# How to solve this resistive network using divider rules and ohms law

I have a homework problem I've been trying to solve. So far I think I'm using the right formulas for the calculations.

I just need help finding: The total resistance of the circuit, finding Vab using the voltage divider rule, finding IR2 using the current divider rule, and finally finding the power dissipated by R1.

Here's what i've worked out so far.    This is the original circuit Maybe I need to calculate the resistor in parallel with the battery, and add it as the total resistance. But how would you calculate that, and would it work?

I re-did (R2//R3) in series with (R4//R5). And calculated the total resistance.

I tried calculating Vab but I'm not sure if I'm correct. Here's my calculations. I left out the units.

## total resistance $R$

$R_1$ (between a and c) is in parallel to the rest of the resistors. The rest being $R_2$ parallel to $R_3$ (between a and b) in row to $R_4$ in parallel to $R_5$ (between b and c)

The general rule for two resistors in $R_{a}$ and $R_{b}$ in parallel:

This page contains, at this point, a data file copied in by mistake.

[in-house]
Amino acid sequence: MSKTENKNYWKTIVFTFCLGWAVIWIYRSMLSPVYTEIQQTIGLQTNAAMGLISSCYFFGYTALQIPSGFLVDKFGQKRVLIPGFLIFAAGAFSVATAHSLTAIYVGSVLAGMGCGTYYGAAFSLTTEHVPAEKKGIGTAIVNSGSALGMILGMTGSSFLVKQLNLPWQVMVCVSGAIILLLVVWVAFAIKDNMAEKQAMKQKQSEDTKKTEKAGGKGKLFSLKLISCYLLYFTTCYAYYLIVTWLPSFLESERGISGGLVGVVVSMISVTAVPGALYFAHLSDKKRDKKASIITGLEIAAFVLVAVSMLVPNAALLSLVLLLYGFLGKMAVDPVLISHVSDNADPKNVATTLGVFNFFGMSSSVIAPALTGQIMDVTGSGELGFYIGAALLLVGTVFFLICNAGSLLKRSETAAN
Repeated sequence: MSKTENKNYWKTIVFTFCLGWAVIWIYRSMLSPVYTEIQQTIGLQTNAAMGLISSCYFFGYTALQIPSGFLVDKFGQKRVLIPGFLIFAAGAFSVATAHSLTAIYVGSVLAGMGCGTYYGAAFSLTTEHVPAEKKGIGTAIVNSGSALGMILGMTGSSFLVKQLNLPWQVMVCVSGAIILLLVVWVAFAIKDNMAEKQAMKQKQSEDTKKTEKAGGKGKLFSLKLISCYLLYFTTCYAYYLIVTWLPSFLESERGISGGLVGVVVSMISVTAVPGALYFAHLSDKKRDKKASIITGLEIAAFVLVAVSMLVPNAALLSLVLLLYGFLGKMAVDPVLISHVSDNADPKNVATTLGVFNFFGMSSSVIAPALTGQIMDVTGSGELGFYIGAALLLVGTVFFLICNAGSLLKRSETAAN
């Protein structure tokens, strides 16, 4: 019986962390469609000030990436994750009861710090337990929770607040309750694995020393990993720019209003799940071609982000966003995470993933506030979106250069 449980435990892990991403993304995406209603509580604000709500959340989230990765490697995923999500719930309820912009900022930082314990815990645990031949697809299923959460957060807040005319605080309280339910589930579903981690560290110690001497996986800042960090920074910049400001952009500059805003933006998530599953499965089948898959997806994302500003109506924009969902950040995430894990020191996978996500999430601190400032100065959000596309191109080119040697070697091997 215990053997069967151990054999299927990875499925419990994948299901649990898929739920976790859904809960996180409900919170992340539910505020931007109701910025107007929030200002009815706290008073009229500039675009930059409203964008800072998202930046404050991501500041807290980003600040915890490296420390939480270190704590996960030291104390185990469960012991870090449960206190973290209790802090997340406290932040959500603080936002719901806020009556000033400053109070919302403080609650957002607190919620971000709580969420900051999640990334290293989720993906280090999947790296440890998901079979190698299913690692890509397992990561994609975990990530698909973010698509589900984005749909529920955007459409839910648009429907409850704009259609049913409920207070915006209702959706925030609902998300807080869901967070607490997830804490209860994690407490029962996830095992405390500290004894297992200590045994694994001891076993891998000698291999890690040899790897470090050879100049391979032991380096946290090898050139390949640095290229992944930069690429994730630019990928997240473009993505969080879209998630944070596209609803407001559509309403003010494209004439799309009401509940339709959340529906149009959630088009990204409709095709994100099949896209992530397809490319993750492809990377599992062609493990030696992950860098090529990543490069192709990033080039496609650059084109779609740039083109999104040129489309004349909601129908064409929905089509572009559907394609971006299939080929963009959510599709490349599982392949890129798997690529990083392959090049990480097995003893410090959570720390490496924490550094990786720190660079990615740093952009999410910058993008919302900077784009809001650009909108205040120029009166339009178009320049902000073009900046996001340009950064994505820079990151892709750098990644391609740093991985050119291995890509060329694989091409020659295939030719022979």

$$R_a||R_b=\frac{R_aR_b}{R_a+R_b}$$

I gave it a try:

\begin{align} R & = R_1||(R_2||R_3 +R_4||R_5)\\ & = R_1||(R_{23} + R_{45})\\ & = \frac{R_1(R_{23} + R_{45})}{R_1+R_{23} + R_{45}}\\ R_{23} & = \frac{R_2R_3}{R_2+R_3} = \frac{20.46}{9.5}\\ R_{45} & = \frac{R_4R_5}{R_4+R_5} = \frac{56}{15.6}\\ R & = \frac{1(\frac{20.46}{9.5} + \frac{56}{15.6})}{1+\frac{20.46}{9.5} + \frac{56}{15.6}} = \frac{\frac{20.46 \times 15.6 + 56 \times 9.5}{15.6 \times 9.5}}{\frac{15.6 \times 9.5 +20.46 \times15.6 +56 \times9.5}{15.6 \times 9.5}} =\frac{20.46 \times 15.6 + 56 \times 9.5}{15.6 \times 9.5 +20.46 \times15.6 +56 \times9.5} \\ R & \approx 0.85 \end{align}

## voltage $U_{ab}$ via voltage divider

I use U for voltage, not V.

$R_1$ being in parallel to the rest of the resistors means that there's the same voltage over both of them. The voltage divider divides the voltage $U_{ac}$ into $U_{ab} + U_{ac}$

The general rule for a voltage divider for two resistors in $R_{ab}$ and $R_{bc}$ in row: $$\frac{U_{ab}}{U_{ac}}=\frac{R_{ab}}{R_{ac}}=\frac{R_{ab}}{R_{ab} + R_{bc}}$$